View all news

As humpback whales head home, mystery deepens for their southerly migration


Sharlene King
25 June 2018

With the southern migration of humpback whales along Australia's east coast now in full swing, new research has found the journey is an intriguing one.

The story starts a decade ago. After spending the winter in Queensland’s Hervey Bay birthing and feeding her calf, humpback whale matriarch Rama, with newborn alongside, joined the southern migration to feeding grounds in the Antarctic.

But in an unexpected move at the southern end of the Australian mainland, Rama and calf separated from the main group. Instead of passing by the eastern side of Tasmania to get to Antarctica, the pair went around the Victorian coast, across Bass Strait and passed the northwest corner of Tasmania before continuing in a south-westerly direction.

Why she would take her calf so far west of what is considered the primary feeding area for eastern Australian humpback whales has researchers Drs Trish and Wally Franklin from Southern Cross University’s Marine Ecology Research Centre intrigued.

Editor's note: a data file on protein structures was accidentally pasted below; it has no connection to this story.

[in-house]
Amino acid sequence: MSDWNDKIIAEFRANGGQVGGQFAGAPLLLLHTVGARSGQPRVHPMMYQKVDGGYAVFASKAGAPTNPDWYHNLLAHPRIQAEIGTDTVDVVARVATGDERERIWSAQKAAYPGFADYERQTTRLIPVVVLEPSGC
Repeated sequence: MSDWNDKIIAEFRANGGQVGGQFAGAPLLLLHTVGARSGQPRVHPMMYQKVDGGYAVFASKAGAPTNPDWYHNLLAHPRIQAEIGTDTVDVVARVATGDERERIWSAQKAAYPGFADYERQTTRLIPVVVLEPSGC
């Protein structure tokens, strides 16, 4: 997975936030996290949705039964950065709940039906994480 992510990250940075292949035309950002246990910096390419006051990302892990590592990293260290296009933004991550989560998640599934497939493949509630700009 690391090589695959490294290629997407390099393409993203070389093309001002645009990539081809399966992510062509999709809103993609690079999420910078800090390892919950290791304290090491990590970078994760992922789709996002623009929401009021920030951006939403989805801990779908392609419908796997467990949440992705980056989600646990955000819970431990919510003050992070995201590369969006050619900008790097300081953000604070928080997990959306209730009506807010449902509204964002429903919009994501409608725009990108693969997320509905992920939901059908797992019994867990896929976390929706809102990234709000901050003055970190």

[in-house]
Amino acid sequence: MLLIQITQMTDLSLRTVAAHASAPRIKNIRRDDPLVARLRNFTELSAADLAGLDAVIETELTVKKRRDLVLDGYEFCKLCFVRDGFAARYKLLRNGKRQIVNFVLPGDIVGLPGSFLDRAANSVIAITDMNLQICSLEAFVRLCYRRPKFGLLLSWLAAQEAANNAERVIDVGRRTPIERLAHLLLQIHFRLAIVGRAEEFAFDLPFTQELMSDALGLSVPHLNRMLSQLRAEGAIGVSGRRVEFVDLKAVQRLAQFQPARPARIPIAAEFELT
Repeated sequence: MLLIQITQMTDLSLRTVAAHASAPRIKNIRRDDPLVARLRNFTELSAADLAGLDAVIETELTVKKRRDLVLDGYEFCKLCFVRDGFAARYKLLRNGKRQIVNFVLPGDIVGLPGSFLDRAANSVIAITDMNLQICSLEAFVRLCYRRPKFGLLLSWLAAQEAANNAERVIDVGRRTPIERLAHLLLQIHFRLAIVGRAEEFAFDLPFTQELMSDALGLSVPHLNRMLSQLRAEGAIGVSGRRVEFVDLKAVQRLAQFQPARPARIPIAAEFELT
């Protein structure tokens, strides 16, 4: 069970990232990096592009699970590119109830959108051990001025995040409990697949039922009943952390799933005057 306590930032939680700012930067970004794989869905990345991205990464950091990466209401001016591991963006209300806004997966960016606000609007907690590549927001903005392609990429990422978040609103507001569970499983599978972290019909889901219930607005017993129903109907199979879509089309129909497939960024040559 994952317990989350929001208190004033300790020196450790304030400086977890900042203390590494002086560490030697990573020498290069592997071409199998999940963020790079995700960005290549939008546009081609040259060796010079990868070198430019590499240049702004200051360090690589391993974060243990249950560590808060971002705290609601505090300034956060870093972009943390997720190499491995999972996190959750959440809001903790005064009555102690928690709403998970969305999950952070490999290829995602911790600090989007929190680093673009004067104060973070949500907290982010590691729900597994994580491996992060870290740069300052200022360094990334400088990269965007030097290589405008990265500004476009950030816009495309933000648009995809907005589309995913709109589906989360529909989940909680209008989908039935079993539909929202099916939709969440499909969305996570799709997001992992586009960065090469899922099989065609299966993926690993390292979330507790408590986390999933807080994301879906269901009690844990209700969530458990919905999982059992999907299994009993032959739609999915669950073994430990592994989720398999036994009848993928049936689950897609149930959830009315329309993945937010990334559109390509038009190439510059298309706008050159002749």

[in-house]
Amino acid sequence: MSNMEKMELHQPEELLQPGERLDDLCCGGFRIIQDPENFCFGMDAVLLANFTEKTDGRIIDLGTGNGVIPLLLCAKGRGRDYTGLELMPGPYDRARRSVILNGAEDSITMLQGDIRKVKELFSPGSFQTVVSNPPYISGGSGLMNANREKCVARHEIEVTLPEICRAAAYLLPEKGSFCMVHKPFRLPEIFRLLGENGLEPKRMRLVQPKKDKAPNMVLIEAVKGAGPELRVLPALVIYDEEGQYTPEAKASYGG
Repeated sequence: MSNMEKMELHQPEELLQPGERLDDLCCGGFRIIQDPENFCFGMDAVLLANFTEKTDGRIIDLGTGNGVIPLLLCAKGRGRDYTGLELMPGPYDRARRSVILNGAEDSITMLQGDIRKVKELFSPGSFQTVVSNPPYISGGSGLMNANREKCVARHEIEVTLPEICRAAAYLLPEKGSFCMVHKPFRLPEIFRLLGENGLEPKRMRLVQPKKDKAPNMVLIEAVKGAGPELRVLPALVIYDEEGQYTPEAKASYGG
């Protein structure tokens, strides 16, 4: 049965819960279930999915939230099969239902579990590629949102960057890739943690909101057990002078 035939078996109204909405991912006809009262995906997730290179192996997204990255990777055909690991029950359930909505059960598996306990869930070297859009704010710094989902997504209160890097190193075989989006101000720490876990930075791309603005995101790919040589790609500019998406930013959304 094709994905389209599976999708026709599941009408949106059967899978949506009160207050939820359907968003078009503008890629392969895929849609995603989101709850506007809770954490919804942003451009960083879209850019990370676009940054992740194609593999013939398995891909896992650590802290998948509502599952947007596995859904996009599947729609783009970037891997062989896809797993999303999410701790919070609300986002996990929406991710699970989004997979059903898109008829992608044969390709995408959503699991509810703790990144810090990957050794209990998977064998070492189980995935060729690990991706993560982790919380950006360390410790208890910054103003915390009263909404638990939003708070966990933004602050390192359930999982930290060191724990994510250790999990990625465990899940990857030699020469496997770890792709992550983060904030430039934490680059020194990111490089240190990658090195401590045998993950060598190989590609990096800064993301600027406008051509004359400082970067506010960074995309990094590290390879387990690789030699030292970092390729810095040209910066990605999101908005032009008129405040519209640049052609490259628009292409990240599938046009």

The mysterious journey, observed a decade ago, is described in a paper published earlier this year by the Franklins and a team of researchers in the Journal of Cetacean Research and Management (JCRM). That study and an inter-related

Franklin, W., Franklin, T., Cerchio, S., Rosenbaum, H., Jenner, C., Jenner, M., Gonçalves, L., Leaper, R., Brooks, L., and Clapham, P. 2017a. Photo-identification comparison of humpback whale (Megaptera novaeangliae) flukes from Antarctic Area IV with fluke catalogues from East Africa, Western Australia and Eastern Australia. J. CETACEAN RES. MANAGE  (17): 1-7.

Franklin, W., Franklin, T., Andrews-Goff, V., Paton, D.A., and Double, M. 2017b. Movement of two Humpback whales (Megaptera novaeangliae) satellite-radio tagged off Eden, NSW and matched by photo-identification with the Hervey Bay catalogue. J. CETACEAN RES. MANAGE (17): 29-33.